I preferred the adventures of Bandette because the character is stronger and the panels have a regularity I find soothing to the Lumberjanes summer camp trippier format. I found the difference in size between panels more difficult to deal with and somehow stressful. The color saturation is less pleasant to me than the more delicate graphics of Bandette, whose plot I am more interested in and whose colors are more pleasant to the eye. To me, most comics seem to be always shouting and making faces. I like to read for relaxation and intellectual stimulation and I love the fact that, with a novel, you come up with your own representation of the characters and the locations. I may not have the right receptors for comics.
Whose Mom Is it? Steve Foxe’s, Contributing Writer
Occupation: Senior Care Provider/ Retired Ford Motor Company Factory Worker
Likes: Cats, Collecting Rooster Decorations, Vacuuming, Arguing with Telemarketers, Cats
To start with, I am not a comic reader, but I gave it a try with reading The Dark Knight Strikes Again series. I must say I was lost in so many of the issues. Why was Atom in a petri dish? Why is the President a computer-generated figure? Did I miss a lot of issues and events before reading these? Although I did love Kitten with the Chuck shoes that she can turn into roller skates. I liked the part where Batman takes on Lex Luthor, but what’s the “Z” all about on his face? In my time of comics the Z was for Zorro! I felt sad for Superman, he’s old and worn out. Wonder Woman appears and tells him of their daughter Lara. Wonder Woman and Superman get together and he seems to come to life.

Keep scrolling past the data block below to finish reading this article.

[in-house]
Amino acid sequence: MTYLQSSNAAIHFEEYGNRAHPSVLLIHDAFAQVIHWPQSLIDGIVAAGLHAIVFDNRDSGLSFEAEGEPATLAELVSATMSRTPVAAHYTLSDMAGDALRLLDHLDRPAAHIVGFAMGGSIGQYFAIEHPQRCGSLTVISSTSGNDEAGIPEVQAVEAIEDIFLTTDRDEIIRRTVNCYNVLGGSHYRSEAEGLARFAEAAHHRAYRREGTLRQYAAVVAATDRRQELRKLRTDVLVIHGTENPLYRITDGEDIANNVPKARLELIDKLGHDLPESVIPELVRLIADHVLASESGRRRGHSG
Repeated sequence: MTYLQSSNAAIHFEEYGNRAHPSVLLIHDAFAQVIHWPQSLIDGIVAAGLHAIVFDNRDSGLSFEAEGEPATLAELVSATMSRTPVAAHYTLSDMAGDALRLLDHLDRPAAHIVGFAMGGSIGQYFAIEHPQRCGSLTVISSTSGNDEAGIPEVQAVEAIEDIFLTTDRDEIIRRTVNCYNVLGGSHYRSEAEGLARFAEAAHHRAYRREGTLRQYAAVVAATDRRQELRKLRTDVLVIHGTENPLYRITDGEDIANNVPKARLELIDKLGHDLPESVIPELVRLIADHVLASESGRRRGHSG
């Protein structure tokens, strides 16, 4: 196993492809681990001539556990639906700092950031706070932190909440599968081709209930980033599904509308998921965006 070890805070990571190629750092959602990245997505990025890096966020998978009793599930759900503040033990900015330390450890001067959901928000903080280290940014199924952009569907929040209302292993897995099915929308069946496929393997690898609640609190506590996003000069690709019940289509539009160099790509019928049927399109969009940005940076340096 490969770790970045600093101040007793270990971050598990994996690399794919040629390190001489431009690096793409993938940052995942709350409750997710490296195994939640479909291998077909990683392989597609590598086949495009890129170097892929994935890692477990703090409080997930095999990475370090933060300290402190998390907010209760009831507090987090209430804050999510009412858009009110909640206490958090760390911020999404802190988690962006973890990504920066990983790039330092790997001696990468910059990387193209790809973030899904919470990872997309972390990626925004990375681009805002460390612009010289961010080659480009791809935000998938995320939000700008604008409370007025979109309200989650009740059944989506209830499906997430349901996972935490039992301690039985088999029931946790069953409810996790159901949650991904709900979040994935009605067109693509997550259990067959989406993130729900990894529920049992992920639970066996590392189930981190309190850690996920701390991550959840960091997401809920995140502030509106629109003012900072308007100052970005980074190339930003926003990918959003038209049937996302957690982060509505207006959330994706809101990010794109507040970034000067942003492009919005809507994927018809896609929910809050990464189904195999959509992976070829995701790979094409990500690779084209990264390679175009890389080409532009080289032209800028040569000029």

Now there’s a Plastic Man, and Flash. So many different heroes and villains that I am unable to keep up with. Then there’s bald-headed Batman. Superman is unable to fight and Wonder Woman appears and their daughter wants to help. But she says no.
Ok, now who is the toad? Why is he talking to Lex Luthor? Then the Superchix appear and get arrested. Then all the heroes are there. Captain Marvel is old. Green Lantern is there, but why? Then there’s Superman and Lara again, trying to fight off Brainiac, I think.
I am so confused, so much is happening. Then Superman and Lara are talking and all she wants to know about is sex. Then Batman wants to take over and control Superman. Saturn Girl sees the villain, the Joker, but he is supposed to be dead, killed by Kitty. Now I am totally lost as to what is going on. I see Elvis the King. Robin shows up to fight Batman and Batman kills Robin. I always thought they were a team. I think Batman saves Superman from the cave, but I’m not sure as to what has happened.
I have read the DK2 series fives times, and I am still lost. So much going on, so many heroes and villains. I did like some of the artwork, although some seemed sloppy to me. Perhaps I should just stay with my love stories and leave the comics alone.